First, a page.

Tuesday, August 03, 2010
Hey, you all. I just realized I subconsciously stole this post's title from my Internet friend Rita! Sort of. She said it better ("Motherhood is my cardio."). I read her just about every day, and I guess I find her so witty and charming that I unwittingly absorbed her blog's tagline into the murky recesses of my brain, where it hung out until I retrieved it, slightly revised, for my own blog. Oops! Sorry, Rita! *Awkward chuckle.*
It's OK; Rita's a mother to young children too; she understands that I haven't truly slept since 2004 and that therefore my mental faculties are chronically compromised.
So, it's August. I have a hard time with August, to tell you the truth. I hate the wind-up to school. School's not for five weeks, people! Stop showing me commercials for school supplies and new clothes! Gah. You're ruining my summer. Well, not YOU, dear readers. But you get what I'm saying.
I've decided that in my heart I'm a summer mom. It wasn't always this way, like when my babies were, uh, babies, and couldn't do much in the summer other than furtively try to eat rocks and sand. But it is this way now. I love summer with my girls, and the school year--with its alarm clocks and bus stop schedules and paperwork and teacher conferences and pick-up times and homework and school fundraisers and activities and AGENDAS--stresses me out.
And I know this is RIDICULOUS at my girls' ages; you don't have to tell me that if the school year for a preschooler and a first-grader seems stressful, I probably won't do too well for, um.....the next 13 years.
Which is maybe why I find this whole topic somewhat depressing.
Of course it's not completely this way. I really love my daughters' schools; they are small and sweet and full of nice families and surrounded by mature trees. There is a nice structure, in a way, to the bus stop and drop-off and pick-up schedules. Fall is my all-time favorite season, and the best time to be a runner mom. The few hours a week I am alone with both children in school, though no doubt filled to the brim with errands, chores, and to-do lists, are luxurious and still so new to me that I can scarcely believe they exist. Autumn in Minnesota is unbelievably gorgeous, an amazing blend of golden warm sunshine and then, suddenly, brisk wind and turned leaves.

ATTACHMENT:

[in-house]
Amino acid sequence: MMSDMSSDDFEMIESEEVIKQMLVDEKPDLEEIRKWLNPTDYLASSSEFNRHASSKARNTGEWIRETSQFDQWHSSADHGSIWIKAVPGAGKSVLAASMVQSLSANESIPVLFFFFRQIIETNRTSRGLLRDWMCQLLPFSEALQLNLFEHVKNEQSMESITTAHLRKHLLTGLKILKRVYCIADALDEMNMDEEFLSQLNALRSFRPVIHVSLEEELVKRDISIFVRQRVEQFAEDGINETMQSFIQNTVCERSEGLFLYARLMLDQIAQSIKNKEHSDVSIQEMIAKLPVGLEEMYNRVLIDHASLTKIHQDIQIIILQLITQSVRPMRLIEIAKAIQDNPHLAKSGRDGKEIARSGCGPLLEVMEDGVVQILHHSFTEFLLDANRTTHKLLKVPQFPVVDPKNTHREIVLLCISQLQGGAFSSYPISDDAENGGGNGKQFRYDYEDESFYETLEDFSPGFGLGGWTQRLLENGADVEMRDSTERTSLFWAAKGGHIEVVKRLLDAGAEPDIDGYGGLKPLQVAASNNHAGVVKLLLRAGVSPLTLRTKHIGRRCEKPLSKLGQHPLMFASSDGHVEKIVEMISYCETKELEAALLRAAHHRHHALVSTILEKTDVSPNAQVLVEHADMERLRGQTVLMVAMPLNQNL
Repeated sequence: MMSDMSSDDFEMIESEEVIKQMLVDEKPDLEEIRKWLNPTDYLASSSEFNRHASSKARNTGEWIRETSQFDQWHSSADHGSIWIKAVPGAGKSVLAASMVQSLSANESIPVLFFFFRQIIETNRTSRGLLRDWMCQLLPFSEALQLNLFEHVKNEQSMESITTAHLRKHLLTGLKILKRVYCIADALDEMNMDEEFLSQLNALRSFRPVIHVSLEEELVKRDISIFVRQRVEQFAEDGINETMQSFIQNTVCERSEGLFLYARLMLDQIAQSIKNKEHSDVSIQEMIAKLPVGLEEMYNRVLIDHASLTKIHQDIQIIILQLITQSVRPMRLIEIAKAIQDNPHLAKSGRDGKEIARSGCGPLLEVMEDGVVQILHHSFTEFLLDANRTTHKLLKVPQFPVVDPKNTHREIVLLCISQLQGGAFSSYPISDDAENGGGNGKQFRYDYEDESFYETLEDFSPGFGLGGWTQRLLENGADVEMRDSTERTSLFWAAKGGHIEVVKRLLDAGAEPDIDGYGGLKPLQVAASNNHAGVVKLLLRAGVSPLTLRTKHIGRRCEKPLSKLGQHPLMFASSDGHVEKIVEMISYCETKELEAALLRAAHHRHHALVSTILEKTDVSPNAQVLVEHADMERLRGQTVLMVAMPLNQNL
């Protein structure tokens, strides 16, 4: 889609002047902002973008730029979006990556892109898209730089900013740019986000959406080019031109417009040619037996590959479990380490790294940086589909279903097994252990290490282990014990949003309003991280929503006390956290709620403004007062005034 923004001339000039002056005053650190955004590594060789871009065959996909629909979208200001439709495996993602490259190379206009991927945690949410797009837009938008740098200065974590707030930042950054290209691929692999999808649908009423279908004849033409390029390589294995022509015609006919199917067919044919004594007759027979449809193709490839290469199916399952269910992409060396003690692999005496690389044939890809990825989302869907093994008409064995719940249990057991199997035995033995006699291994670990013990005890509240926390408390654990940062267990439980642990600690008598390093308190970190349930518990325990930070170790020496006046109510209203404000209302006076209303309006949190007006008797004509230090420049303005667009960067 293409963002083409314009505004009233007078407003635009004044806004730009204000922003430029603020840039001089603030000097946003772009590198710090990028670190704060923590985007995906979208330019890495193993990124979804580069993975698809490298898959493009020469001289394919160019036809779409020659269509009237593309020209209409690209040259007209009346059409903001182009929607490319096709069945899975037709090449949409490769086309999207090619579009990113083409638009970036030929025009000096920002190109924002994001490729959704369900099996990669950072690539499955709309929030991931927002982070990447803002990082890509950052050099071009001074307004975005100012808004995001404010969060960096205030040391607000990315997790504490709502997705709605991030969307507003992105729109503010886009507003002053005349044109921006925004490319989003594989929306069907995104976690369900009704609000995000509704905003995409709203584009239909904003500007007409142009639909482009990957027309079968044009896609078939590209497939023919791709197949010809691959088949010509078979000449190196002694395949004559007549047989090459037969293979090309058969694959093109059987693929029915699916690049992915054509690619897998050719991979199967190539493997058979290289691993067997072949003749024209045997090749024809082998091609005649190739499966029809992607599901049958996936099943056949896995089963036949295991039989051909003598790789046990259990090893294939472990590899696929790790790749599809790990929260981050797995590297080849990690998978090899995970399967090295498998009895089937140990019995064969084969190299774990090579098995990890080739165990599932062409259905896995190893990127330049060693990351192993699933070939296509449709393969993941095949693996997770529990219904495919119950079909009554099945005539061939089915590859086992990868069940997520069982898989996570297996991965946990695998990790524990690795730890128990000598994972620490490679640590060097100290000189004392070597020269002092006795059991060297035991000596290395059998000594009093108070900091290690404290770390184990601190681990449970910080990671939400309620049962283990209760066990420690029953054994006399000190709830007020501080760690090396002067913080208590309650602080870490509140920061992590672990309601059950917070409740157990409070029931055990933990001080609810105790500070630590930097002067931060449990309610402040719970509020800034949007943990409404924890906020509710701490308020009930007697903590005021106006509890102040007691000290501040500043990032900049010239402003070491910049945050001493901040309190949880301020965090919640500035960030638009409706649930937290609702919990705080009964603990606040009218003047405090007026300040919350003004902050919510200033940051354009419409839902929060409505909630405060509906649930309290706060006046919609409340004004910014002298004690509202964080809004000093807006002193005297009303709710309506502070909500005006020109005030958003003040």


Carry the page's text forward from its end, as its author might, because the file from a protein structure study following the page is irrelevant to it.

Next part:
But summer lets us all off the hook to some degree, from the schedules and the must-dos, and I like it this way. I like having my children to myself all day to plan fun adventures for, and go on those fun adventures with. I like hanging out at the toddler pool with them on Friday mornings.
And August means the end of summer.
I guess when you get right down to it, my problem with the end of summer and the approach of school boils down to wishing I could keep my children with me all day forever, sheltered from all the outside influences they are exposed to when they advance into school and become exposed to older children, children from families with different values than ours, maybe even children whose family homes aren't safe places for my children to play, ideas and words and topics they don't know yet because we don't want them to know them yet, but that other children will tell them all about anyway. My daughters don't know what video games are, let alone the plots of any mainstream movies or any vulgar words or the names of any tween superstars, and that's intentional.
It does not help that a week ago I saw a documentary about a woman who was sexually molested by an older child ON THE SCHOOL BUS WHEN SHE WAS FIVE YEARS OLD. Good Lord Almighty, being a parent is rough sometimes. Do I need to start driving Julia to and from elementary school every day this year? These are the things that keep me up at night, in August.
So, OK. It's August 3rd. There are five weeks left of summer vacation. Life is fine. There is a lot of fun still to be had. But motherhood is a workout, all right. It'll work your heart every which way.